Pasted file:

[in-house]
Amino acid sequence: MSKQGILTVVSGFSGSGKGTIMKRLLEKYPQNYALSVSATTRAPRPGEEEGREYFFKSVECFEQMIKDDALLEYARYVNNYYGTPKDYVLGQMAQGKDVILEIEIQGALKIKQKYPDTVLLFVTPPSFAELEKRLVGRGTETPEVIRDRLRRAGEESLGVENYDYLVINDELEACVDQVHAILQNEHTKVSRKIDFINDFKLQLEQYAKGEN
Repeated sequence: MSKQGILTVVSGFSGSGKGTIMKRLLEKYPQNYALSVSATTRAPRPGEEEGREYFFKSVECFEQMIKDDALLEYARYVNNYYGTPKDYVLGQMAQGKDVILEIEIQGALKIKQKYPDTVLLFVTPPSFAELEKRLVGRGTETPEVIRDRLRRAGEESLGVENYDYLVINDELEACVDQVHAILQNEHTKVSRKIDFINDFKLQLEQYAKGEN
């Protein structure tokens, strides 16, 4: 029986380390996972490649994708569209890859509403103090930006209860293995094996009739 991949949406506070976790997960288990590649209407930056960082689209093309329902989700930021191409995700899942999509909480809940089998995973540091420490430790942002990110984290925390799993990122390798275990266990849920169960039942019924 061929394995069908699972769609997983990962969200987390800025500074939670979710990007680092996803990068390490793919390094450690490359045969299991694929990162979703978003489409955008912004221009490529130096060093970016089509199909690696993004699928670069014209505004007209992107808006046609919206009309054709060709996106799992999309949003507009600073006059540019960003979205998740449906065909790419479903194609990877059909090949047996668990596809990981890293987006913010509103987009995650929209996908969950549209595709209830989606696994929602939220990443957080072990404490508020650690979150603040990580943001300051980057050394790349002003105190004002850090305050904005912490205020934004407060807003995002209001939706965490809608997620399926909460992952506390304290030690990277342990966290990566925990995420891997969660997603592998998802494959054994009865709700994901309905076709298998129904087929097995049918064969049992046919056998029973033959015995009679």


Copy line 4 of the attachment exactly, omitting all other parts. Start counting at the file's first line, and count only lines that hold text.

């Protein structure tokens, strides 16, 4: 029986380390996972490649994708569209890859509403103090930006209860293995094996009739 991949949406506070976790997960288990590649209407930056960082689209093309329902989700930021191409995700899942999509909480809940089998995973540091420490430790942002990110984290925390799993990122390798275990266990849920169960039942019924 061929394995069908699972769609997983990962969200987390800025500074939670979710990007680092996803990068390490793919390094450690490359045969299991694929990162979703978003489409955008912004221009490529130096060093970016089509199909690696993004699928670069014209505004007209992107808006046609919206009309054709060709996106799992999309949003507009600073006059540019960003979205998740449906065909790419479903194609990877059909090949047996668990596809990981890293987006913010509103987009995650929209996908969950549209595709209830989606696994929602939220990443957080072990404490508020650690979150603040990580943001300051980057050394790349002003105190004002850090305050904005912490205020934004407060807003995002209001939706965490809608997620399926909460992952506390304290030690990277342990966290990566925990995420891997969660997603592998998802494959054994009865709700994901309905076709298998129904087929097995049918064969049992046919056998029973033959015995009679």